Certified Expertise and The Need for Skilled Workers

Reprinted from Professional Roofing, July 2018 Certified Expertise and The Need for Skilled Workers The roofing industry—similar to other trades—is desperately in need of skilled workers. To address this issue, NRCA is launching a national worker certification initiative, the ProCertification … Continue reading

ROOFING TRADE SHOW

I recently attended a terrific trade show hosted by our good friends Exterior Building Solutions LLC . The trade show highlighted a lot of quality roofing products by some the best manufacturers in the field. Below are some the companies … Continue reading

The Ridge Roofing Difference

Here are some pictures showing the Ridge Roofing Difference – a new TPO roof by us right after a rain And here are some pictures of a different roof are ON THE SAME BUILDING done by one of our competitors. … Continue reading

UNDERSTANDING FLAT ROOF WARRANTIES – Understanding the Protection You’re Getting

For a commercial building owner having a new flat roof installed the warranty often plays an important role in evaluating the bids. Whether it is an EPDM roof, modified bitumen, TPO roof, or a PVC roof all warranties share the … Continue reading

A Review of Rubber Roof FAQ’s

1. How often should I coat my rubber roof?
Many building owners are under the impression that they have a rubber roof that needs to be coated periodically. There are some roofing contractors that sell Modified Bitumen membranes as rubber, THEY ARE NOT. True rubber membranes (ie: EPDM, TPO, PVC) do not need to be coated. Sometimes a building has a Modified Bitumen membrane which a) is not rubber and b) may need periodic coating. A Modified Bitumen membrane is an asphalt based membrane which can be applied by heating the underside of the roll with a torch, set in hot asphalt, or applied with a cold mastic. These membranes may be either smooth surfaced or have a granular surface. The ones with a smooth surface are the type that need periodic coating.

2. What is the difference between a Guarantee and a Warranty?
A guarantee is given by the contractor who installs the roof. This guarantee can be limited and is only as valid as the contractors word and is good for as long as the contractor remains in business. A warranty is issued by the manufacturer of the roof system. Warranties come in many forms – material only, limited material warranty (which is usually a pro-rated warranty), labor and material, and NDL (no dollar limit) are some of the types. The most common, a labor and material warranty, covers the costs to repair the roof from any leaks caused by a failure of workmanship AND/OR materials for the stated period and is backed by the Manufacturer. This means that even if the contractor goes out of business the manufacturer will pay another contractor to make the repairs.

3. Should I get a white roof?
Not necessarily. This area of the country is in a gray zone when it comes to deciding on a white vs black roof. While a white roof will reduce your cooling costs most building owners in this part of the country pay more per year for heat than they do for cooling. Studies have shown that regardless of which color you get the most effective way to increase your savings is with thicker insulation. Ridge Roofing can provide you with aTrue Roof Cost Life Cycle Savings Report which will show your energy savings and carbon reduction based on increased insulation values.

4. Can you install my new roof over top of my old roof?
Once it is determined a roof system has no remaining service life, the decision to re-cover or replace it must be made. There are a number of factors or conditions, called replacement triggers, that preclude the use of a re-cover roof system and dictate the tear-off and replacement of an existing roof system such as – Building Code Requirements, Roof Surface Condition,  Wet Insulation, Perimeter Conditions, and  Roof Deck Condition.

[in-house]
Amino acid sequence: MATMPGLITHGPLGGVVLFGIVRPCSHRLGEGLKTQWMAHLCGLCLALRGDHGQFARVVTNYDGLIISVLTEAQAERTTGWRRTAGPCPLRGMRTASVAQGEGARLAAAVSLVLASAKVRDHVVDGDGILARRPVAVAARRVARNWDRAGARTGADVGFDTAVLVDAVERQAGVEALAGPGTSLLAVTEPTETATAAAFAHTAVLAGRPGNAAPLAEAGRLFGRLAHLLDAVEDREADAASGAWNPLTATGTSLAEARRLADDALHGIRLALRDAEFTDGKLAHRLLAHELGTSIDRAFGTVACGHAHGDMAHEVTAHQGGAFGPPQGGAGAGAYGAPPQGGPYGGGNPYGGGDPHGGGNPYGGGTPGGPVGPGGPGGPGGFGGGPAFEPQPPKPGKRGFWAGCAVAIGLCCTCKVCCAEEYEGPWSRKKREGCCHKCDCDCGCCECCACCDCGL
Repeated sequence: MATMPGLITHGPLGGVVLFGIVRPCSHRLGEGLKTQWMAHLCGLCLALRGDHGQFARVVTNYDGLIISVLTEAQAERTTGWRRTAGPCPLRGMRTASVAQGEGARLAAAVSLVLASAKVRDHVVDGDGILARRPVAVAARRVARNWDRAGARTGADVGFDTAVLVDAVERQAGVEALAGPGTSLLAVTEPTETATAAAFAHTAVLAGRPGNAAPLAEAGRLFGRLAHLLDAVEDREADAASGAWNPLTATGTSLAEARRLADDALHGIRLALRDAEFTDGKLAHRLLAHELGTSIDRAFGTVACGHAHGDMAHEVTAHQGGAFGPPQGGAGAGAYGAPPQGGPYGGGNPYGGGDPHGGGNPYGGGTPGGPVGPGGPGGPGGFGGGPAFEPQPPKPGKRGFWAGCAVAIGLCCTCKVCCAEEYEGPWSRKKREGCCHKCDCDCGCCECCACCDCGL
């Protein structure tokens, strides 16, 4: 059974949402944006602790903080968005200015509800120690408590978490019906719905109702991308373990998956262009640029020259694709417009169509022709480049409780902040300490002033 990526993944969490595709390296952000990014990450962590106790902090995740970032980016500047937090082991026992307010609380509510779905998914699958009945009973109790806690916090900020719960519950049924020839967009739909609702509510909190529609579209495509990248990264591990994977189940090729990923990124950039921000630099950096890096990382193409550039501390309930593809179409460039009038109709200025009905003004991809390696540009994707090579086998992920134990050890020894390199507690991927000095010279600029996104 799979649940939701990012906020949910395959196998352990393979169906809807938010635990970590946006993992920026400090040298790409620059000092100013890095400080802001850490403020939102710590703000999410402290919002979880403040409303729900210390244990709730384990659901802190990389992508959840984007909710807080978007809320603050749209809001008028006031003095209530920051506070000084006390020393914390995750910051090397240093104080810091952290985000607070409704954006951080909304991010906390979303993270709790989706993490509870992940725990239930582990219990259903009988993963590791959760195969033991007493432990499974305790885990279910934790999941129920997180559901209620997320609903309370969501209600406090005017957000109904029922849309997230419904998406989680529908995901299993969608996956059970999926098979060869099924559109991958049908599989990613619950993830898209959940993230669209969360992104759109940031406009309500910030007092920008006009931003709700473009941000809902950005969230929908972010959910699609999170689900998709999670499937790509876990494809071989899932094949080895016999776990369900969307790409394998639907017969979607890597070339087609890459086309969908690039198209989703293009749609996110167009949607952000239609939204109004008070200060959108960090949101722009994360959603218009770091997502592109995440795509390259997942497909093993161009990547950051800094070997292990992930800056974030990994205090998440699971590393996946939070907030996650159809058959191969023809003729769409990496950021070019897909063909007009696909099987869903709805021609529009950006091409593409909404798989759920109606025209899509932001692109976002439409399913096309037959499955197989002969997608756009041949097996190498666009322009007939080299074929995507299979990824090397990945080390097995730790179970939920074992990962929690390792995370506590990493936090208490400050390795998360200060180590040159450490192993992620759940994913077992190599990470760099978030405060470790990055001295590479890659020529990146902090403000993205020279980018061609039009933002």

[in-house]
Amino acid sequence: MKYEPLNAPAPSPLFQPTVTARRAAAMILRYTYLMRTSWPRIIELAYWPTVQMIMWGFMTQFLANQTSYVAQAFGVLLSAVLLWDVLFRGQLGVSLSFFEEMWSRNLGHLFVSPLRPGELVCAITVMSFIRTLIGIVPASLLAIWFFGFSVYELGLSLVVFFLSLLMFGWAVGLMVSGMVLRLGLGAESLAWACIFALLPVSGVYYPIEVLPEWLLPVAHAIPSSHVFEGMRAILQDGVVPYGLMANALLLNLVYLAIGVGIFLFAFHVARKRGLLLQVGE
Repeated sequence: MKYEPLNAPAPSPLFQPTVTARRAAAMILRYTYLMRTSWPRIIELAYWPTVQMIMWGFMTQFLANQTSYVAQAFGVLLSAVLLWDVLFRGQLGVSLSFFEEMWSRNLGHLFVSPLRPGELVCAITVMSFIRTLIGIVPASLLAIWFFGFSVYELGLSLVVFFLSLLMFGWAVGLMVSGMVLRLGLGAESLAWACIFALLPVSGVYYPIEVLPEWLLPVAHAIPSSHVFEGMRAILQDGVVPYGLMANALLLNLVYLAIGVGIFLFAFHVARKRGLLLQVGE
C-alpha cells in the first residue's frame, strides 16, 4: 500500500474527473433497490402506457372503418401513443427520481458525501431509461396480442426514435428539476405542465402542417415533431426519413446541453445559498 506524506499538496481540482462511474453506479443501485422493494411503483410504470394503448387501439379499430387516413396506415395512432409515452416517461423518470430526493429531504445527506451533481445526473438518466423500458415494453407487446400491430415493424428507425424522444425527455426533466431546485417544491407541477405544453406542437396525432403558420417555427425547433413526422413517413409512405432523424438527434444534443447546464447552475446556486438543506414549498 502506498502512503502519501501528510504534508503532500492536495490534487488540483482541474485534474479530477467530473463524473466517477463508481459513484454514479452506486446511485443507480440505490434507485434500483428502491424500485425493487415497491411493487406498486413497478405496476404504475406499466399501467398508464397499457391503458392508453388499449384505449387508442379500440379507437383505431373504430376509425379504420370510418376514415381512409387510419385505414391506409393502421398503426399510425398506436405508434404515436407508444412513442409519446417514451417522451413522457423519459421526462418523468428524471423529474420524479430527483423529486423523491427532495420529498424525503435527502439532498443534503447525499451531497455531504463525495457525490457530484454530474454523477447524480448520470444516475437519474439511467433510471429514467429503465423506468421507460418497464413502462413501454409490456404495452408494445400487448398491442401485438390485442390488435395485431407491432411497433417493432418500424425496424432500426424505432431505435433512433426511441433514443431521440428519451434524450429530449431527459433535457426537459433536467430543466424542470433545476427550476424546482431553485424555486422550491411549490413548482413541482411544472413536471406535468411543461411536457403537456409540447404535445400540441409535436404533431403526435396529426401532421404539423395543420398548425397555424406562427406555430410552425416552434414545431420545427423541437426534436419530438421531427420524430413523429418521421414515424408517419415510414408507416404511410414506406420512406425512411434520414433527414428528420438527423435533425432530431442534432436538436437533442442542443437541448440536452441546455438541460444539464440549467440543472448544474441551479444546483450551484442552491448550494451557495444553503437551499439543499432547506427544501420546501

There are two types of replacement triggers, those that are absolute and those that are subjective.
The absolute replacement trigger topics are:
• building code requirements
• phenolic insulation over steel deck
• composite roof decks
• direct-to-deck polystyrene

The replacement trigger topics that are subjective are:
• roof surface condition (does it hold water)
• existing perimeter conditions
• wet insulation
• roof deck deterioration
• the necessity to install a vapor retarder
• non-reinforced PVC membranes

5. How do I know if my membrane roof was properly installed.
Visual examination at the time of application is the most effective means of evaluating the installation of single ply membrane roof.  Visual examination may include routine measurements where applicable. Common sense must be used in the evaluation of the application, and reasonable variances from specified amounts are to be expected. Significant deviations from any particular criterion should be corrected as soon as possible.

A few items to note are:
– The minimum number of fasteners is applied and spaced as specified; reasonable variances from
spacing distances are to be expected.
– Fasteners are properly driven.
– End laps and side laps meet minimum required dimensions.
– Where possible, all sheets are installed so side laps and end laps are not bucking water.
– When roofing over existing roof systems, the surface should be dry and free of ponded water, ice
or snow prior to, during,  and after the roofing installation.
– Perimeter wall flashing and flashing around vents, roof drains, skylights, and miscellaneous roof
projections are properly sealed as per construction documents and specifications.

Protection from the Top: The Importance of Commercial Roof Cover Maintenance and Repair

Reprinted from 2016 Insurance Institute for Business & Home Safety The roof is a commercial building’s first line of defense from natural hazards such as wind, rain, fire, hail, ice, snow, and extreme heat. It is also the most vulnerable … Continue reading

The Cost of Independent Contractors

When it comes to commercial roofing and installing flat roofs there is a trend taking place that endangers businesses and building owners, many times without them even being aware of it. Classifying workers as independent contractors.

Many companies today, in an effort to out bid their competition, are classifying their workers as ・independent contractors・ instead of employees. This trend started in the residential market and has recently broadened into the flat roof market. By mis-classifying employees as independent contractors, commercial roofing contractors see a significant cost savings by not having to carry workers compensation insurance or having to withhold taxes and pay their share of payroll taxes. Business owners know the cost to overhead that workers compensation creates. Many commercial roofing contractors, unless they are very large companies, must get their workers compensation insurance through the state program.